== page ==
INSIDE OUT: Heathens… Heroes… and Hunks. Fans carry unlikely duo to the TØP

twenty one pilots at WaMu Theater. (Photo by Sunny Martini)
For TWENTY ØNE PILØTS , the road from Ohio to the American Music Awards was long, but on Nov 20, 2016, their fanbase, called The Skeleton Clique, carried their heroes and delivered them to the doorstep of the AMAs in LA where they won two awards, Favorite Pop/Rock Duo and Favorite Artist – Alternative Rock.

On Sunday, February 12th, the 59th Grammy Awards will be telecast globally, and Twenty One Pilots were nominated by their peers for five Grammys. You can be sure that The Clique will be majorly boosting the show ratings  and that the duo will walk away with a few awards.

Grammy Nominated Categories:

  • Record Of The YearStressed Out
  • Best Pop Duo /Group Performance – Stressed Out
  • Best Rock PerformanceHeathens
  • Best Rock Song – Heathens
  • Best Song Written for Visual Media – Heathens

No one was more surprised by their success than Lead Singer Tyler Joseph and Drummer Josh Dun themselves. Instead of a pretentious, political, or forced attempt at a humorous acceptance speech, the duo gave heartfelt credit to their fans for putting them there. Joseph: “We’re not really used to this type of stuff. There’s a lot of people we want to thank not just for this award but for everything that has happened to us this past year. Just in case this is the last award we ever win, we want to thank one particular group. We know a lot of artists thank their fans but we really want to cut through the noise and say to our fans, you guys changed our lives. I don’t know why you weren’t invited, but the next best thing is you sent us in your place and we’re honored to represent you here in this weird thing we’re doing tonight.” If you follow Twenty One Pilots, they have always given credit to the fans and on this night under an international spotlight, they shared their success once more with their beloved Clique.  In their second acceptance speech for Alternative Artist of The Year, they credited their success to live music performance. Joseph: “We want to give this one out to all the bands who are trying to make it, slugging it out in their home towns, touring, setting up their own gear (cheers erupted) and to all the people who go to live shows, even the small shows, live music is still alive and that means a lot to us.” Their humility is genuine and one of the keys to their enormous success.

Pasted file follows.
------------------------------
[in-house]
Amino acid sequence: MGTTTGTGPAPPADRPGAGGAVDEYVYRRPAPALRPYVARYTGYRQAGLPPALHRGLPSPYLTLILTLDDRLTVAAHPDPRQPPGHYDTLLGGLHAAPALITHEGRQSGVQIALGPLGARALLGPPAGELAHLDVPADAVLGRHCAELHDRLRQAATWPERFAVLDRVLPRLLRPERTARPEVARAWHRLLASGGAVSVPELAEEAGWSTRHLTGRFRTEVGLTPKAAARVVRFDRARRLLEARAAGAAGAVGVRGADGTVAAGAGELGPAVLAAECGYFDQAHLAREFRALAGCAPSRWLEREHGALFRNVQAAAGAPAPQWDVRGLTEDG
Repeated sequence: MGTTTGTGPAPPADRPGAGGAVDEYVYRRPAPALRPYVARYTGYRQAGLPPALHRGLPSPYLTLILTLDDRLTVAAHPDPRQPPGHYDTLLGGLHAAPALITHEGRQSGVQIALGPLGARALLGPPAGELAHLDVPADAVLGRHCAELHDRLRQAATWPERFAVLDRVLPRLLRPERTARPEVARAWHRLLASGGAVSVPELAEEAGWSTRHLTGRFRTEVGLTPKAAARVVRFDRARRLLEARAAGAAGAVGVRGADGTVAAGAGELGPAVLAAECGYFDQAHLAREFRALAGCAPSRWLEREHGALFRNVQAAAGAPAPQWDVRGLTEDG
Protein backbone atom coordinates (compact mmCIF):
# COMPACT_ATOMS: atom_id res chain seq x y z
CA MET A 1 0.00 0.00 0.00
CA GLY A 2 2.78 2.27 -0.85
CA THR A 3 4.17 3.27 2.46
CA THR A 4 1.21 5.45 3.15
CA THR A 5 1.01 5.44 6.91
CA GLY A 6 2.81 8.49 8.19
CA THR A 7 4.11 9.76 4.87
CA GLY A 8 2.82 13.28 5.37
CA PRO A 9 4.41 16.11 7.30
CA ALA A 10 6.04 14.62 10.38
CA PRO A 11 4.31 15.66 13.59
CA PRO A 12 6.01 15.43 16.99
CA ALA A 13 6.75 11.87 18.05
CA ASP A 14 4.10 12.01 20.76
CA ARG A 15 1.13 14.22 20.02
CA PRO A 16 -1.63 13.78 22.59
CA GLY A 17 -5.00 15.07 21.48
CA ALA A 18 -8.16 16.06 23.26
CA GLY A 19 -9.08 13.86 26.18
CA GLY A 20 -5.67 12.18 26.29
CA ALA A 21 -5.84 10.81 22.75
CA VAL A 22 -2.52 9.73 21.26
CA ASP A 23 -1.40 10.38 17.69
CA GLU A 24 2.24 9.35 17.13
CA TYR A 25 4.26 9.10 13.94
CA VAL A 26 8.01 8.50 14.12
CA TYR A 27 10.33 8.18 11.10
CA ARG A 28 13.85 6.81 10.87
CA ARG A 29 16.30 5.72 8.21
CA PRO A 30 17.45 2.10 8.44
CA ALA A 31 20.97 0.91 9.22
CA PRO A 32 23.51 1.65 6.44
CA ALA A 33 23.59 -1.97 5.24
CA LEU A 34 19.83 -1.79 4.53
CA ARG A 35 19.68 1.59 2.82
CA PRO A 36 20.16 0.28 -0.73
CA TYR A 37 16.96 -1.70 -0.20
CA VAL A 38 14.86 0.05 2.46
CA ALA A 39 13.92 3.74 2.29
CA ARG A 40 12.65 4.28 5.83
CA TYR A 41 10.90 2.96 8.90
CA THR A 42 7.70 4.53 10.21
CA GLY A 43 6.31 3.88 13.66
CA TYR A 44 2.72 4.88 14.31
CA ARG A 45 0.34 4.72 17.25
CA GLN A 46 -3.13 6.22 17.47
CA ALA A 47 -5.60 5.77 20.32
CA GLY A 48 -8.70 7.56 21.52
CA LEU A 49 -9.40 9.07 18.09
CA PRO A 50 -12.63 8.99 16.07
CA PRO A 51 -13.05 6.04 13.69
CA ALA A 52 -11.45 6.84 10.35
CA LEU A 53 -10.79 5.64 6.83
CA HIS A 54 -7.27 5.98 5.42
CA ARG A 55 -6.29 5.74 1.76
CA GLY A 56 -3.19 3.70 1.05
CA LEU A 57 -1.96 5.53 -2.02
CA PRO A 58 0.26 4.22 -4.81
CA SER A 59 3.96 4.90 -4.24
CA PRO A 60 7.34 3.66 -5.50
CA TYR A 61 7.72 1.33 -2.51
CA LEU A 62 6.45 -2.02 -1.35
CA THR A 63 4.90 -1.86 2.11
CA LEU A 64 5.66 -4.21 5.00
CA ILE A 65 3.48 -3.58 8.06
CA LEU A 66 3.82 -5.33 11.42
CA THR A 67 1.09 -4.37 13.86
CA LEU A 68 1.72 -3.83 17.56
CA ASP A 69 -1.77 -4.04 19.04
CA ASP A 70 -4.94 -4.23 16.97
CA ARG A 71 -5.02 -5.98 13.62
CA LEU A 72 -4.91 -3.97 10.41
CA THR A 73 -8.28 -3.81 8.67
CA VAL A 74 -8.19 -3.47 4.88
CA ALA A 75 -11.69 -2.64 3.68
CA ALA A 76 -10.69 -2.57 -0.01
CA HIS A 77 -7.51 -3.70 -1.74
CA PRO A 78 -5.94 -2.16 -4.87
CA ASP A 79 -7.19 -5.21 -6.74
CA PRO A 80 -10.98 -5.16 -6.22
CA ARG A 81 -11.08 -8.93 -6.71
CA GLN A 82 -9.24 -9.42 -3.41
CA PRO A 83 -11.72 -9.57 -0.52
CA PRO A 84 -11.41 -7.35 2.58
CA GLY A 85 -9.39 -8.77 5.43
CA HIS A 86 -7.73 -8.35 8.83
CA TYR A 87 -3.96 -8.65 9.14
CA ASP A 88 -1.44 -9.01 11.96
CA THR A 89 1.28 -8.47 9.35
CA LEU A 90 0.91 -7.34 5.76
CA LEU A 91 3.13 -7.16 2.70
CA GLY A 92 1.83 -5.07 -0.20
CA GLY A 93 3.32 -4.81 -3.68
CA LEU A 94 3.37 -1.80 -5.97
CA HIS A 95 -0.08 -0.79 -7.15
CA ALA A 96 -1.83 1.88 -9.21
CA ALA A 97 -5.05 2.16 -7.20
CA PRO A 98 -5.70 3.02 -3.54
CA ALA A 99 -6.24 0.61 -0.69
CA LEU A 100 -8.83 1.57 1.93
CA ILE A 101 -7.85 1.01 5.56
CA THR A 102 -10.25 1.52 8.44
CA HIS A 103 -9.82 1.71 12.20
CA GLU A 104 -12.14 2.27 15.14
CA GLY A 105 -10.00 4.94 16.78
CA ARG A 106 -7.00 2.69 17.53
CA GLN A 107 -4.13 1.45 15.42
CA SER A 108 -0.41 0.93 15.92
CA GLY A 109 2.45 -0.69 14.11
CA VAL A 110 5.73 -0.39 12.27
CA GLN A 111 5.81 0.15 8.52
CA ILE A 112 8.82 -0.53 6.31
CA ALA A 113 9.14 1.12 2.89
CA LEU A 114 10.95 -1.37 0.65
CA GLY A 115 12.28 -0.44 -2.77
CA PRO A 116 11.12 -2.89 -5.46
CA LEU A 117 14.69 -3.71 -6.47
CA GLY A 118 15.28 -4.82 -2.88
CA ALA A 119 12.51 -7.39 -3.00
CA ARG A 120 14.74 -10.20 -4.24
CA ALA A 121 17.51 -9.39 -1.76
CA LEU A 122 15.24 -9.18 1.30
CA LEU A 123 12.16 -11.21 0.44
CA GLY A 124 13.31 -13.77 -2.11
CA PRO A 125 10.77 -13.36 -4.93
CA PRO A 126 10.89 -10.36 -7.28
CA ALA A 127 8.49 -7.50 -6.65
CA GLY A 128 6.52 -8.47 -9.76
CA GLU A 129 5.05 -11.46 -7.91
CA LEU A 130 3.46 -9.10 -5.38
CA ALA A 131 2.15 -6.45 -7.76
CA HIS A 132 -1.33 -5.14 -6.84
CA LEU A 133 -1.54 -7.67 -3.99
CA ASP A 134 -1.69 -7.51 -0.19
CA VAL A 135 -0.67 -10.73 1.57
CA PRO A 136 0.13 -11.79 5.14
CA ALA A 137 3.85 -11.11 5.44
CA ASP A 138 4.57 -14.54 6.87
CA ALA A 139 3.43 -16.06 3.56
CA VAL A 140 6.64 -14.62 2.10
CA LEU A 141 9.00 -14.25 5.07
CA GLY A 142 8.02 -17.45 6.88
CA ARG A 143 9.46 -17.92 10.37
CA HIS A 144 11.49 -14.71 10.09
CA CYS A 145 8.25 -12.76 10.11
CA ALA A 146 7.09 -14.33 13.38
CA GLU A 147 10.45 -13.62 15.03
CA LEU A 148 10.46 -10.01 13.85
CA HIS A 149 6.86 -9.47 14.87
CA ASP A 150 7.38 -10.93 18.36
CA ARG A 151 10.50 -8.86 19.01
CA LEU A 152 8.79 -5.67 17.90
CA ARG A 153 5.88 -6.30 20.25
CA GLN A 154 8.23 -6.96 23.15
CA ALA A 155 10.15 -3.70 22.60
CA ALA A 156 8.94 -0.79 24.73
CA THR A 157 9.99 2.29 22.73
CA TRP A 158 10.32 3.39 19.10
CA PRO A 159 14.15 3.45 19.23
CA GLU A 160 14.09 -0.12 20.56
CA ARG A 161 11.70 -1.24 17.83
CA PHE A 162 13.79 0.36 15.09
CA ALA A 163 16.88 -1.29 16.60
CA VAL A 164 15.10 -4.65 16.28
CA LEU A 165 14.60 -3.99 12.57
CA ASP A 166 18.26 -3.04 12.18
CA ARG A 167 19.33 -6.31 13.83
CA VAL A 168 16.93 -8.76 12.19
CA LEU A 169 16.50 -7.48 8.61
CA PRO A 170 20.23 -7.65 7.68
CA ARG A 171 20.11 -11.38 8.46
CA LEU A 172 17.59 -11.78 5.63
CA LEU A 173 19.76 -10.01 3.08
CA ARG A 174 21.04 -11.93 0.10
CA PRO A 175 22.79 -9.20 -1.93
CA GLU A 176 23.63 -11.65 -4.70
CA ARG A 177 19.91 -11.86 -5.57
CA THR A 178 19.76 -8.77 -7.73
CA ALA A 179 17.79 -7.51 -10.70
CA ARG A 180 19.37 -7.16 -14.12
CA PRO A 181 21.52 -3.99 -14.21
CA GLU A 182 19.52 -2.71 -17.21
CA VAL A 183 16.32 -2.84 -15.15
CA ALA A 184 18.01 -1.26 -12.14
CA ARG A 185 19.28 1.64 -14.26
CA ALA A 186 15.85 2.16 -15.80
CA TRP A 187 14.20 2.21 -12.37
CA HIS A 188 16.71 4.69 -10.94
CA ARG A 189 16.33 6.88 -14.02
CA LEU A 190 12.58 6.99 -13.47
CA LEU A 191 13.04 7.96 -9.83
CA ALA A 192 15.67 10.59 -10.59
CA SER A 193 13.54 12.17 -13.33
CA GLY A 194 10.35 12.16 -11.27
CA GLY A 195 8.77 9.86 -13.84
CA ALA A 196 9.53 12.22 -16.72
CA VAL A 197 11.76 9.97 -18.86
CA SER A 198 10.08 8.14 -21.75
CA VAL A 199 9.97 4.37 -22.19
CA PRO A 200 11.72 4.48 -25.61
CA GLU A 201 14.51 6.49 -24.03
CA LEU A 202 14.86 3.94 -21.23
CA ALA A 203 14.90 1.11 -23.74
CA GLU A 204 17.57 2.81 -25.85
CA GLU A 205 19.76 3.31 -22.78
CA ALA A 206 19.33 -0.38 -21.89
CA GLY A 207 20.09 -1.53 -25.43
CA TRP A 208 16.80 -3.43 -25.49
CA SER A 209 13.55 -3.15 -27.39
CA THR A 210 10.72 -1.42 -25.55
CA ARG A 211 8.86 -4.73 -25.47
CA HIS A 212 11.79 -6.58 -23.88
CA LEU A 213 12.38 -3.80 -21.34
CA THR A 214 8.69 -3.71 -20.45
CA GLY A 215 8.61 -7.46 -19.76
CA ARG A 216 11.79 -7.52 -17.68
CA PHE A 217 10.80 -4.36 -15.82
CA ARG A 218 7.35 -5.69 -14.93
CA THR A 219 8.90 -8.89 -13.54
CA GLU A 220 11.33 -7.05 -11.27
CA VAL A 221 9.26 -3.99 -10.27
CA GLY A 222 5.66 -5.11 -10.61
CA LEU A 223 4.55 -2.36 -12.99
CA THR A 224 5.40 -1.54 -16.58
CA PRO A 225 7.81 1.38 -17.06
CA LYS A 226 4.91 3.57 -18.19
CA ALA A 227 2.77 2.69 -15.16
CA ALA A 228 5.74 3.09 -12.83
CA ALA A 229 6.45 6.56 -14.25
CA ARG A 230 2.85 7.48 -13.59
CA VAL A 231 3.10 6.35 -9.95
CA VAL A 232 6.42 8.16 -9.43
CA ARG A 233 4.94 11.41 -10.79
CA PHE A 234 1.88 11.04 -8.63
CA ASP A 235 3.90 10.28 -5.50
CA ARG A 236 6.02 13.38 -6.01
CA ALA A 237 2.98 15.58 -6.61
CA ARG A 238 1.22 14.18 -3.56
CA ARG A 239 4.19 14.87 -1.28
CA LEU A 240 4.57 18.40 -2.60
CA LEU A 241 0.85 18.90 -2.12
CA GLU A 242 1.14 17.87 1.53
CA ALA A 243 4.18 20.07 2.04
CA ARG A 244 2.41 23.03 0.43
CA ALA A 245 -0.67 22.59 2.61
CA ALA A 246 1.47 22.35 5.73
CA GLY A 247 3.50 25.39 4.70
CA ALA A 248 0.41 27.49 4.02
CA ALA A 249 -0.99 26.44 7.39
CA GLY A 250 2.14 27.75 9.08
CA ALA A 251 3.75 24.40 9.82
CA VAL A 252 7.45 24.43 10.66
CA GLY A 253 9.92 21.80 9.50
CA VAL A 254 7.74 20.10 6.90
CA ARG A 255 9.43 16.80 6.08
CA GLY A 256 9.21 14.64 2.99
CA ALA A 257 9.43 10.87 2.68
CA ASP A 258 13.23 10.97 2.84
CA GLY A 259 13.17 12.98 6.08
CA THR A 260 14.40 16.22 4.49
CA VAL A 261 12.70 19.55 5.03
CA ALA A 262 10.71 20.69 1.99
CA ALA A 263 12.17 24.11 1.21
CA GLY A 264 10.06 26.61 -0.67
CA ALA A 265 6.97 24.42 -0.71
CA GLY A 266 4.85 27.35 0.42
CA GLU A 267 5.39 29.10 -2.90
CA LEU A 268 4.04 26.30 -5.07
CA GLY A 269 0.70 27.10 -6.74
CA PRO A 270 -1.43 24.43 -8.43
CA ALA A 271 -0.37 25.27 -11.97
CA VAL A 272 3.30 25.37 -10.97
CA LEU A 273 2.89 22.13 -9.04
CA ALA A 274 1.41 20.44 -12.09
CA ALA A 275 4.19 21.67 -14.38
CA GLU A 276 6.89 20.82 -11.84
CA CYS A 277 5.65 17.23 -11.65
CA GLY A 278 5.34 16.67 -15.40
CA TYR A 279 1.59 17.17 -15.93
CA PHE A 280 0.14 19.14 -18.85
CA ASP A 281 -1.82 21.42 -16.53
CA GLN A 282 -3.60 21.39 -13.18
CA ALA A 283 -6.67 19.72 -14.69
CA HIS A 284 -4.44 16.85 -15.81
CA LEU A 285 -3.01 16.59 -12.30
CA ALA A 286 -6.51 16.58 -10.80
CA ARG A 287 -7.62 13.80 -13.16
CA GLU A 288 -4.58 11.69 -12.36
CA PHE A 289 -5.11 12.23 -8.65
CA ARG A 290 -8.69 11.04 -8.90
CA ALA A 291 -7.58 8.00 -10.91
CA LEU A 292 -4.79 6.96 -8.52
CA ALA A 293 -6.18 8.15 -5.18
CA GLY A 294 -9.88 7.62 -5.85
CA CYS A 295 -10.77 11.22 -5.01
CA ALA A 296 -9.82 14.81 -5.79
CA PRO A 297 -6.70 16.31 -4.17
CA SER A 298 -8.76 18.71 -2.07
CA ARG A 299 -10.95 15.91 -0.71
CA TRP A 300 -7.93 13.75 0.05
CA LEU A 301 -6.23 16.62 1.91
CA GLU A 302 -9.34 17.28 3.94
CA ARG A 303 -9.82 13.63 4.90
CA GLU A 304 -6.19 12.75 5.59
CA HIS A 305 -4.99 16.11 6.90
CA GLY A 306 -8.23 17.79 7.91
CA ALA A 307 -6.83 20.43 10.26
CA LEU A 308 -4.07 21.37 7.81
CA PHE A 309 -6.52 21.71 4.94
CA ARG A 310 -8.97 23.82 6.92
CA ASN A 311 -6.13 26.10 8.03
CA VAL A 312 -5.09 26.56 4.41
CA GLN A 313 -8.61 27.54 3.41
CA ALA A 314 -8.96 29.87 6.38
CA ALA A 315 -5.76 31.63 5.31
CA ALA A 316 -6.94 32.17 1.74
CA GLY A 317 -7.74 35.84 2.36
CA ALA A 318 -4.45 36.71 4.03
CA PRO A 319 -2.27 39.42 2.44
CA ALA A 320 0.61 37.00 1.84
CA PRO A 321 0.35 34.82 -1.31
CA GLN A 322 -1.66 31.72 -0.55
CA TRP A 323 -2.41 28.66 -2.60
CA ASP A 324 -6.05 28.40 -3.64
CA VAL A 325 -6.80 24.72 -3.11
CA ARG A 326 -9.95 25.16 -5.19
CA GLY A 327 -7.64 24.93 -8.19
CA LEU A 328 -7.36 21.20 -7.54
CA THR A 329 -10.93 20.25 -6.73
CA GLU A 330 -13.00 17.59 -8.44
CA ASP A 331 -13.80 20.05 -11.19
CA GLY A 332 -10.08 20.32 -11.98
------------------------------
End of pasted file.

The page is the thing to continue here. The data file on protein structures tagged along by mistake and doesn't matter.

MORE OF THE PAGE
The Blurryface album catapulted this small-town Ohio duo from anonymity and into world stardom, resulting in record breaking global show attendance, record sales, #1 hits, and fan devotion not seen since The Beatles.  The duo didn’t set out with the intent to become saviors to today’s troubled youth, but Joseph’s candidness about his struggles with depression resonated globally with youth. Fans developed The Skeleton Clique, where all are welcome and social status and labels don’t exist. Instead, fans found acceptance, love, and a family of friends who share in an insane love of TØP. Fans line up hours and even the night before a show, share food, fan art, sing, and witness to each other as to how TØP’s music influenced or saved their lives. It’s common to read youth posts about how TØP saved their lives, and the word heroes is dropped frequently. The adoration is also returned by Joseph and Dun, who have a strong connection with their fans. It’s not something a record label could ever fabricate, nor can it be duplicated. Musically, Joseph has a way of mixing dark lyrics with a spoonful of sugar, which helps the medicine go down as he pens dark to happy tunes. The fans knows every word and Joseph gives them plenty of opportunity to fill the room with their voice. The Joseph & Dun bro-mance is deep, combined with their Midwest nice-guy boyish charm, engaging fan videos, and music that touches the soul of our youth. This has landed 2 of their singles at the same time on the Billboard Hot 100, where only two Rock acts have achieved that status, Elvis and The Beatles. What is “it” that draws youth to them like a moth to a flame?